9. David Roodman, 2006. "How to Do xtabond2: An Introduction to "Difference" and "System" GMM in Stata," Working Papers 103, Center for Global Development.
  10. Gunther Schnabl, 2011. "The role of the chinese dollar peg for macroeconomic stability in China and the world economy," Global Financial Markets Working Paper Series 13-2010, Friedrich-Schiller-University Jena.
  11. Herrmann, Sabine & Winkler, Adalbert, 2008. "Financial markets and the current account: emerging Europe versus emerging Asia," Discussion Paper Series 1: Economic Studies 2008,05, Deutsche Bundesbank, Research Centre.
  12. Juann H. Hung & Edward N. Gamber, 2010. "An Absorption Approach to Modeling the US Current Account," Review of International Economics, Wiley Blackwell, vol. 18(2), pages 334-350, 05.
  13. Arellano, Manuel & Bond, Stephen, 1991. "Some Tests of Specification for Panel Data: Monte Carlo Evidence and an Application to Employment Equations," Review of Economic Studies, Wiley Blackwell, vol. 58(2), pages 277-97, April.
  14. Michael P. Dooley & David Folkerts-Landau & Peter Garber, 2003. "An Essay on the Revived Bretton Woods System," NBER Working Papers 9971, National Bureau of Economic Research, Inc.
  15. Hans-Werner Sinn, 2010. "Rescuing Europe," CESifo Forum, Ifo Institute for Economic Research at the University of Munich, vol. 11(SPECIALIS), pages 1-22, 08.
  16. Ronald McKinnon & Gunther Schnabl, 2009. "The Case for Stabilizing China's Exchange Rate: Setting the Stage for Fiscal Expansion," China & World Economy, Institute of World Economics and Politics, Chinese Academy of Social Sciences, vol. 17(1), pages 1-32.
  17. Gunther Schnabl & Franziska Schobert, 2009. "Global Asymmetries In Monetary Policy Operations: Debtor Central Banks Of The Mena Region," Manchester School, University of Manchester, vol. 77(s1), pages 85-107, 09.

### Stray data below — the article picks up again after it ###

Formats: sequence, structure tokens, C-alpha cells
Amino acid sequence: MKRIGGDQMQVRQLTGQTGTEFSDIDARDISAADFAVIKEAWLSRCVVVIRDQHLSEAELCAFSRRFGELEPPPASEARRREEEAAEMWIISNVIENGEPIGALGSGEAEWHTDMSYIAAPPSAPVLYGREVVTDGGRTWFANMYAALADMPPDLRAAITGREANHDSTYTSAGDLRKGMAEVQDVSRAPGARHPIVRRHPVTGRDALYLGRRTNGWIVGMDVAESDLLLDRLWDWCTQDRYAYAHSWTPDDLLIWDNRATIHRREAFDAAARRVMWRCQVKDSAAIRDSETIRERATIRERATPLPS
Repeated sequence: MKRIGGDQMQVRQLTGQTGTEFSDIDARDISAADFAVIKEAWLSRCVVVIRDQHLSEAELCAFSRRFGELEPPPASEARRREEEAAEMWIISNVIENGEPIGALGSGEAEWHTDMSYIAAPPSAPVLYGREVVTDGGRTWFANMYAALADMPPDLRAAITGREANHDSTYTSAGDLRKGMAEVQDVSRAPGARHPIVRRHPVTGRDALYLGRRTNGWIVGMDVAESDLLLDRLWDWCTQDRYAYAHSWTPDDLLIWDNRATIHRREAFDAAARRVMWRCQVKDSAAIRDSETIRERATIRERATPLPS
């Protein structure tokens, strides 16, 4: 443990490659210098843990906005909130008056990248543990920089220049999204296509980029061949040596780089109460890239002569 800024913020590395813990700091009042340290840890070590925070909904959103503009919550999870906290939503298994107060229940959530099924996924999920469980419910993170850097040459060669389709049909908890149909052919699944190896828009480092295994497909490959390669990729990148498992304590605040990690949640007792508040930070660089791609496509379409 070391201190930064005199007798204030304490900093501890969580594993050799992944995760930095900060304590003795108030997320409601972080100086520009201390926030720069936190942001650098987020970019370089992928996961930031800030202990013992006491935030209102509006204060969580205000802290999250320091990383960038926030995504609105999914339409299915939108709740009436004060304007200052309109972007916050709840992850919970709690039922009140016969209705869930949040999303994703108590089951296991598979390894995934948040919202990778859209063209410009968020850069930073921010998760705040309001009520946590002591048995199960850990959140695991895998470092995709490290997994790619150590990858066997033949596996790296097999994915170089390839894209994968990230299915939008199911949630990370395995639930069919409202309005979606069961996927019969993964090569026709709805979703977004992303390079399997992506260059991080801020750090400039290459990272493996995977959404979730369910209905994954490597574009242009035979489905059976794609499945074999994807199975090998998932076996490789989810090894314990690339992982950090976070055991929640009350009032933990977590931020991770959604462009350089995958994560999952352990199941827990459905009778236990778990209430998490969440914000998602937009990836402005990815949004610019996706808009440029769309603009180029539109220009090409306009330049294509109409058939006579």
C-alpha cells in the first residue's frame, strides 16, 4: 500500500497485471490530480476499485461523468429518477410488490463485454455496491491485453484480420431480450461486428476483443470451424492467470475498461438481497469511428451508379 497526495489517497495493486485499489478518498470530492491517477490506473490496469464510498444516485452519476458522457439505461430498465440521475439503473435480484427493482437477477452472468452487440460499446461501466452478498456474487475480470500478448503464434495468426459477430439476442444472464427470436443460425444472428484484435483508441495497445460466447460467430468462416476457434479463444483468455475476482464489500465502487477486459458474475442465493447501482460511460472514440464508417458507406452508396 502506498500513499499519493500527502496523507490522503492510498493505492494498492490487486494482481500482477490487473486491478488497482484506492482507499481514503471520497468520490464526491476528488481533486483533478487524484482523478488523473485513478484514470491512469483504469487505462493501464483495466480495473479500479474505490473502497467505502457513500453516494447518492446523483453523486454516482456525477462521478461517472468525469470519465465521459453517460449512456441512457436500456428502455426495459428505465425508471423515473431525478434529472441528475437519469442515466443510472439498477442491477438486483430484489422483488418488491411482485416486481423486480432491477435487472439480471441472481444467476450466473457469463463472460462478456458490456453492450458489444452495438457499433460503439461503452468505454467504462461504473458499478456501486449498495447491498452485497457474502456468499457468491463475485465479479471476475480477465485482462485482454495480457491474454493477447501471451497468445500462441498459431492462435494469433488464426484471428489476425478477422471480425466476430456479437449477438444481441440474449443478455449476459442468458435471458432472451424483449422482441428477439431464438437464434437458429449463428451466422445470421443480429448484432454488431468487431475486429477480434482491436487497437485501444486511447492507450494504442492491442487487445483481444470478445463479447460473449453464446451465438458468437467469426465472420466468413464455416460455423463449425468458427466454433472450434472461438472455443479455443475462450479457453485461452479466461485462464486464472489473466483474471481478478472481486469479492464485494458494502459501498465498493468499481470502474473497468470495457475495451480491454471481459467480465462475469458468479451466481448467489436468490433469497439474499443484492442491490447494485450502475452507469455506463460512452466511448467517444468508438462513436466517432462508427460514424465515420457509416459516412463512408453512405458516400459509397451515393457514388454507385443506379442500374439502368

Full references (including those not matched with items on IDEAS)

Citations

Citations are extracted by the CitEc Project, subscribe to its RSS feed for this item.
as in new window

Cited by:
  1. Georg Dettmann, 2014. "Determinants of Internal and External Imbalances within the Euro Area," Working Papers 01/2014, University of Verona, Department of Economics.
  2. Gunther Schnabl, 2012. "Die japanischen Lehren für die europäische Krise," Global Financial Markets Working Paper Series 2012-36, Friedrich-Schiller-University Jena.
  3. Luigi Bonatti & Andrea Fracasso, 2012. "A Germans’ dilemma: save the euro or preserve their socio-economic model," Department of Economics Working Papers 1207, Department of Economics, University of Trento, Italia.
  4. Gunther Schnabl, 2012. "Monetary Policy Reform in a World of Central Banks," Global Financial Markets Working Paper Series 26-2012, Friedrich-Schiller-University Jena.

Lists

This item is not listed on Wikipedia, on a reading list or among the top items on IDEAS.

Statistics

Access and download statistics

Corrections

When requesting a correction, please mention this item's handle: RePEc:hlj:hljwrp:25-2011. See general information about how to correct material in RePEc.

For technical questions regarding this item, or to correct its authors, title, abstract, bibliographic or download information, contact: (Christian Fahrholz).

If you have authored this item and are not yet registered with RePEc, we encourage you to do it here. This allows to link your profile to this item. It also allows you to accept potential citations to this item that we are uncertain about.

If references are entirely missing, you can add them using this form.

If the full references list an item that is present in RePEc, but the system did not link to it, you can help with this form.

If you know of missing items citing this one, you can help us creating those links by adding the relevant references in the same way as above, for each refering item. If you are a registered author of this item, you may also want to check the "citations" tab in your profile, as there may be some citations waiting for confirmation.

Please note that corrections may take a couple of weeks to filter through the various RePEc services.